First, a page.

Fall arrives Thursday and the Iowa Department of Transportation is already looking ahead to winter by signing farmers up for the Standing Corn Program.
Scott Suhr, the DOT’s district transportation planner, based in Atlantic, explains how it works.
“We actually have this program where we pay farmers to leave corn in their field,” Suhr says. “The corn that’s left in the field in drifting areas holds the snow back from the roadway and has a benefit to the DOT and to the motorist by keeping the snow off the road.”
The program has been around some 15 years. The agency also pays farmers $5 for each bushel of corn left in the field. Once spring arrives, farmers are free to harvest the corn. There is a second installment of the program that involves installing snow fences.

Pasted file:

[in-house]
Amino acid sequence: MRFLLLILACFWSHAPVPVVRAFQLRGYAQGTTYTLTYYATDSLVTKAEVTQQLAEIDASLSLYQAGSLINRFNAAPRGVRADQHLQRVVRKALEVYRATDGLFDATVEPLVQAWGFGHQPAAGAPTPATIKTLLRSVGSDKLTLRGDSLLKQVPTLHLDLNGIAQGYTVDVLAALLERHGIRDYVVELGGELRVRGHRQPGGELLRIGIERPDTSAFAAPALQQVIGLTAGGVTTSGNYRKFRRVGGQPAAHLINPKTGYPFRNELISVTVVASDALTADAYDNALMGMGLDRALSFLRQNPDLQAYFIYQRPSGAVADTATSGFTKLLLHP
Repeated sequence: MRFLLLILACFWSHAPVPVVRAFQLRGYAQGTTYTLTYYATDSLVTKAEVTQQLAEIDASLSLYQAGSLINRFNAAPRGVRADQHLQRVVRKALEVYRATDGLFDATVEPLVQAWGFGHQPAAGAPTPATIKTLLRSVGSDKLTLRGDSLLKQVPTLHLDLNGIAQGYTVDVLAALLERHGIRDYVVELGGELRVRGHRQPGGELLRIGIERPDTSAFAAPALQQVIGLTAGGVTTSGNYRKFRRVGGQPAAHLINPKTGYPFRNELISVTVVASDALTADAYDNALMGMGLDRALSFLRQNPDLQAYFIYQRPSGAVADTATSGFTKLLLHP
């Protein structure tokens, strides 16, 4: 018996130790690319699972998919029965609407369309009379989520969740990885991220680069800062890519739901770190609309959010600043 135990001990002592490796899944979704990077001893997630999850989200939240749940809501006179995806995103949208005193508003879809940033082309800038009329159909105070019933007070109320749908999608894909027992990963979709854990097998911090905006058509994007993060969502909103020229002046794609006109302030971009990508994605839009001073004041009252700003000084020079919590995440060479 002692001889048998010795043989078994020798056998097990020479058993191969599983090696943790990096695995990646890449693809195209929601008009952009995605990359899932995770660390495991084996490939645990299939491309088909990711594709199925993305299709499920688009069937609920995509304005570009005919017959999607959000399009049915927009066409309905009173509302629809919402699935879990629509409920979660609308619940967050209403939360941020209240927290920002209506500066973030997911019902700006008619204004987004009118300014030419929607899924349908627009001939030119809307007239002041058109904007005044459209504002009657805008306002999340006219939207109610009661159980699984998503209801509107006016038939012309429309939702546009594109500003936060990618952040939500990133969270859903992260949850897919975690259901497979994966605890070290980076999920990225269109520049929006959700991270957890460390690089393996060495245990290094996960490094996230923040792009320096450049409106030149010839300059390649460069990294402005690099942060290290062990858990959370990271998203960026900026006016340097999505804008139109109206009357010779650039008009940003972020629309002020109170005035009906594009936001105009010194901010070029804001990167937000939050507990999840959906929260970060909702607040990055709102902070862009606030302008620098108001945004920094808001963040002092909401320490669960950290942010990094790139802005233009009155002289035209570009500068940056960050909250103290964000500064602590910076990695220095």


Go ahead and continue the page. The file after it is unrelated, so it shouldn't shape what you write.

Suhr says, “If we have drifting areas along certain highways, you can put up snow fence and we’ll pay the farmers to put that fence up, I think it’s a dollar a foot that we pay out for that.” The program makes the DOT’s work more efficient.
“Some of the winters we have in Iowa, you can get a lot of blowing snow and if you have this eight or ten rows of corn that’s holding that snow that’s drifting back from the roadway, then, motorists don’t have to deal with it or our maintenance crews,” Suhr says. “It also helps us clean up these winter storms a lot quicker.”
To qualify, the unpicked corn rows must be nearest to the road and the DOT will only compensate farmers for up to 16 rows. There’s no official deadline date for farmers to join, but he says they like to have all the information ready by the time harvest starts — by the first or second week of October.
(By Jordan Armstrong, KSIB, Creston)